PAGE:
Library Checkout: August 2018

After I got back from America the library pile started out tiny and gradually grew bigger as I added on more reservations for books I’d forgotten about or saw were on order.


  • To the Is-Land: An Autobiography by Janet Frame 
  • Less by Andrew Sean Greer 
  • The Sparrow by Mary Doria Russell 



  • Madame Zero by Sarah Hall
  • Taking Mesopotamia by Jenny Lewis [poetry]
  • The Seabird’s Cry: The Lives and Loves of Puffins, Gannets and Other Ocean Voyagers by Adam Nicolson
  • You Left Too Early: A True Story of Love and Alcohol by Louisa Young

CURRENTLY READING-ish (set aside temporarily)

  • The Catcher in the Rye by J.D. Salinger


  • Happiness by Aminatta Forna
  • The Western Wind by Samantha Harvey
  • The Patrick Melrose novels by Edward St. Aubyn [I plan to read only the second volume, Bad News]
  • First, We Make the Beast Beautiful: A New Story about Anxiety by Sarah Wilson

These university library books have been hanging around for a loooooooooooong time, and most likely will continue to do so for months to come:

  • The Amazing Adventures of Kavalier & Clay by Michael Chabon
  • The Brief Wondrous Life of Oscar Wao by Junot Díaz
  • On the Road by Jack Kerouac
  • The Cabaret of Plants: Botany and the Imagination by Richard Mabey
  • The Magnificent Spinster by May Sarton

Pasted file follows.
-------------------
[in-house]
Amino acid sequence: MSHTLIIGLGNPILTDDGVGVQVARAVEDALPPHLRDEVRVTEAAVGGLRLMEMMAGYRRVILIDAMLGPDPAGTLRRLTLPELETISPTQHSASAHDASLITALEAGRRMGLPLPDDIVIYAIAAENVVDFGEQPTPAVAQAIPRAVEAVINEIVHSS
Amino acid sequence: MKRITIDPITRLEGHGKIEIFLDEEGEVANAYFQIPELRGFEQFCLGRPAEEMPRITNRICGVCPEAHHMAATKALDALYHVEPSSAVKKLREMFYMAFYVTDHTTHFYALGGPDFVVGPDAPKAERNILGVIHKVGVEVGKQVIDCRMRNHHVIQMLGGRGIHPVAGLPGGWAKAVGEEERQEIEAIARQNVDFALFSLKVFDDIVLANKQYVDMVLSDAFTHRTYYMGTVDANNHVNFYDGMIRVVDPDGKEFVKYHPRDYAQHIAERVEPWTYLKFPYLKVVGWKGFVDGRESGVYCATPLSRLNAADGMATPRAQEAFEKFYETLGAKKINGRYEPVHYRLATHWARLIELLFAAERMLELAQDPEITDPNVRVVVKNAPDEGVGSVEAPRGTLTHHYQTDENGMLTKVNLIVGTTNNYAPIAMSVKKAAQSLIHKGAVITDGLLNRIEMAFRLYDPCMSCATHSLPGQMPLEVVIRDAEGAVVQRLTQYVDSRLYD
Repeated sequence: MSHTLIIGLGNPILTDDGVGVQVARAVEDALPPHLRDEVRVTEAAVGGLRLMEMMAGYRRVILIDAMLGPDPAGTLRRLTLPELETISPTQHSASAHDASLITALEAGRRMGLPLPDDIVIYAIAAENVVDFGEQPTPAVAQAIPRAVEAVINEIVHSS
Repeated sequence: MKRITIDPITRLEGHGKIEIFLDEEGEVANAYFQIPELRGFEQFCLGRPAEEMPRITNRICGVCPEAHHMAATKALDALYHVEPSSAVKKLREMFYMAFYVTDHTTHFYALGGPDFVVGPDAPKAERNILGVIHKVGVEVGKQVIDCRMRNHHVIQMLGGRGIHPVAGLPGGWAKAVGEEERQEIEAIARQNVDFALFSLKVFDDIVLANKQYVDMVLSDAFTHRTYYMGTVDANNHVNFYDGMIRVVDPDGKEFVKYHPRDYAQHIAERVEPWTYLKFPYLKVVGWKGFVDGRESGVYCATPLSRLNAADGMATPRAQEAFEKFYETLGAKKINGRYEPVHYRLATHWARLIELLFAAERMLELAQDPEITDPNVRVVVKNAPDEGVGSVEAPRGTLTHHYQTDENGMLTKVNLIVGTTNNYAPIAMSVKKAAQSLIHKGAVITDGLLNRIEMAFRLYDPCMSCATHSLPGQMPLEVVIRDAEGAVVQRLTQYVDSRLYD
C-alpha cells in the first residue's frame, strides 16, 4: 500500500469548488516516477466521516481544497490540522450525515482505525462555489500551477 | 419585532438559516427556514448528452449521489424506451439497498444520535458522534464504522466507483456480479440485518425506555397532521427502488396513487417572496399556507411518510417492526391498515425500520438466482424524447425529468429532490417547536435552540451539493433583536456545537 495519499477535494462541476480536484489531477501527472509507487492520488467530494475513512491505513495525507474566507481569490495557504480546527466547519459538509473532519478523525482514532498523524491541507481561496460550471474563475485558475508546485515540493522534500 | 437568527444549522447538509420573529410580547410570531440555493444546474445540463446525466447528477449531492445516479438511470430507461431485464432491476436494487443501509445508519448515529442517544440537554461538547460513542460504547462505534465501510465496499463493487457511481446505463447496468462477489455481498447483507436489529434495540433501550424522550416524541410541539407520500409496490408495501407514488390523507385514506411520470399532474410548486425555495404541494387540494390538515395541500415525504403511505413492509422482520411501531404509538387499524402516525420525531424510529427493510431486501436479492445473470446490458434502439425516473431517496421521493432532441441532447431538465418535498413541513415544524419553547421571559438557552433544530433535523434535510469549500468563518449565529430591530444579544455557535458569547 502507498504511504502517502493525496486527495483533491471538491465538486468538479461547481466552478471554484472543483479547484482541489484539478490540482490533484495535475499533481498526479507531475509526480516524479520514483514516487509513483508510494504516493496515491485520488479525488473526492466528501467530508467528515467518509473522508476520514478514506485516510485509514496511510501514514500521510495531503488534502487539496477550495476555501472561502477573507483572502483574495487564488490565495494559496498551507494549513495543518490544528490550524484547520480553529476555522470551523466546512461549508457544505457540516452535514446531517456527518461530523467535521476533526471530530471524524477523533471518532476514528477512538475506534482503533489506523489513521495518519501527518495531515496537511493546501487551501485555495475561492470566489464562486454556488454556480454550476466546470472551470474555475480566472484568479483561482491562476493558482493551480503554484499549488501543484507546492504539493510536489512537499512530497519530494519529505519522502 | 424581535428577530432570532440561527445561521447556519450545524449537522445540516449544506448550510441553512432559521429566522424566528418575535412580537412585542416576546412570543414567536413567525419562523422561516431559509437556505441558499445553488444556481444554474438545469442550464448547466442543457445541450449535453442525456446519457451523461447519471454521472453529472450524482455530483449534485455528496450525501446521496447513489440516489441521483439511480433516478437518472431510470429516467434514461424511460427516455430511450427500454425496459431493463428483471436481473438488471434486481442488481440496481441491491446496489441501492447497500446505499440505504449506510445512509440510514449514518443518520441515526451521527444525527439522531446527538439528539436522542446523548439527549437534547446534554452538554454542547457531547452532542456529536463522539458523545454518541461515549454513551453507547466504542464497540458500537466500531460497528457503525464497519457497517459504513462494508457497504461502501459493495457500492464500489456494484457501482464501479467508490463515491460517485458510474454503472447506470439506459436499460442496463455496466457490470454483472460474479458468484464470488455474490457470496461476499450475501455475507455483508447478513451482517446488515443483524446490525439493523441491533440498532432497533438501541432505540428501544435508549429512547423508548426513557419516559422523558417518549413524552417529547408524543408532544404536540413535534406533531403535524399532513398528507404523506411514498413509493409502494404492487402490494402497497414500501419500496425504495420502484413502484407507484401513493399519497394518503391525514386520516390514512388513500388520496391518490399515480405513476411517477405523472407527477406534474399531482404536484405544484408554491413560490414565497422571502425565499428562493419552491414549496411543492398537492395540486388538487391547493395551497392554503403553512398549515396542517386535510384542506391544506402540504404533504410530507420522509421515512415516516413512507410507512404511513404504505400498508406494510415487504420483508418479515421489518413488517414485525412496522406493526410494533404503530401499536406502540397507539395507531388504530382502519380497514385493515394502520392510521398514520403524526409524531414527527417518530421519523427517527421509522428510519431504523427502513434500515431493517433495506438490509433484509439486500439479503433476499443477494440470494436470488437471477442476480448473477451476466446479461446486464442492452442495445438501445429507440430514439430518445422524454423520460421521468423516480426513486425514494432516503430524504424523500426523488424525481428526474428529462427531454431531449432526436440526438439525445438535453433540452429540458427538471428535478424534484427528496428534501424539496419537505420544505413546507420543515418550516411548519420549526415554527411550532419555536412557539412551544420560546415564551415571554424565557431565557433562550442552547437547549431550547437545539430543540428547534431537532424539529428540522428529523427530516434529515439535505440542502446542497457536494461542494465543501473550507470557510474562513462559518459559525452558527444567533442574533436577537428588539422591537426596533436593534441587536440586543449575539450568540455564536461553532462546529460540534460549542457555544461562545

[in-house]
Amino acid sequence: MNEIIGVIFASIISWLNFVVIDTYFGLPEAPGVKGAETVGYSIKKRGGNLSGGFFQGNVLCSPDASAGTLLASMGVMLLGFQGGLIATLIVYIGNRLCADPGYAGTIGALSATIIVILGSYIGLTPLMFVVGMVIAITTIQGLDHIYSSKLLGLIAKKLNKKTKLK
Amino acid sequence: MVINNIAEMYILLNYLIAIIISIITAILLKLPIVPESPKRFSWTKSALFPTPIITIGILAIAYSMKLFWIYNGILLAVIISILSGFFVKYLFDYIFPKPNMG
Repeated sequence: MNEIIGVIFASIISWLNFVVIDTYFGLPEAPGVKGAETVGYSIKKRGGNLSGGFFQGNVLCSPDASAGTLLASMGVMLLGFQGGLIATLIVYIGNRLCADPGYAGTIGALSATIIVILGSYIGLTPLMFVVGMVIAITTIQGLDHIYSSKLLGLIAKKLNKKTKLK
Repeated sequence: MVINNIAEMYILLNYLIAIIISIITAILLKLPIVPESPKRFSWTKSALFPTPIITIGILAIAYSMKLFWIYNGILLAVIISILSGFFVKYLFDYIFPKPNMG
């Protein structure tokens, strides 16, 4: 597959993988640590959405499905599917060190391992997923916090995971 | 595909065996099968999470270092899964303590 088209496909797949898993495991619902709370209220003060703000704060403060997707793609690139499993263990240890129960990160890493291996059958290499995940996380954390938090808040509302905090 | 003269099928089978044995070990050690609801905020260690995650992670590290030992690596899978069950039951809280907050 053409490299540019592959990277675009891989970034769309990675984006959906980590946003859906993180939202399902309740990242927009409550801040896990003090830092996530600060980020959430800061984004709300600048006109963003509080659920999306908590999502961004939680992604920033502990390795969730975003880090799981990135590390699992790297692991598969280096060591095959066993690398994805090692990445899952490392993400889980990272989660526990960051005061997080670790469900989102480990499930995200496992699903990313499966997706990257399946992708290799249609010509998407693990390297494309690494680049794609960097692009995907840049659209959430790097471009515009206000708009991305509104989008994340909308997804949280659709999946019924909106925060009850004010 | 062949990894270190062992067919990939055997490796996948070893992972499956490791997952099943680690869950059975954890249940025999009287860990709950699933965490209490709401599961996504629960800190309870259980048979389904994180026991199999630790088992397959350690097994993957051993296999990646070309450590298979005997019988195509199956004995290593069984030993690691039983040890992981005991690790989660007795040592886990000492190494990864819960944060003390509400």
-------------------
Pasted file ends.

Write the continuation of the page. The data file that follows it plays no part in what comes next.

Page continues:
• A Ladder to the Sky by John Boyne
  • French Exit by Patrick deWitt
  • All Among the Barley by Melissa Harrison
  • Pages & Co by Anna James
  • The Sealwoman’s Gift by Sally Magnusson
  • Now We Shall Be Entirely Free by Andrew Miller
  • Ghost Wall by Sarah Moss
  • Rosie: Scenes from a Vanished Life by Rose Tremain



  • The Stopping Places: A Journey through Gypsy Britain by Damian Le Bas – I lost interest and the first few pages didn’t grab me.

What have you been reading from your local libraries? Does anything appeal from my stacks?


(If youre participating in Library Checkout this month, use the link below to add your post via Inlinkz.)

30 responses

  1. I spy several treats in your reservation queue: Ghost Wall, French Exit, All Among the Barley, And Now We Shall Be Entirely Free. I also remember enjoying the Chabon very much and was recommended the Magnusson by a friend whose opinion I trust this weekend. Happy reading!


    1. You whetted my appetite for a number of those with your reviews and Twitter photos! I’m looking forward to them all.

      Liked by 1 person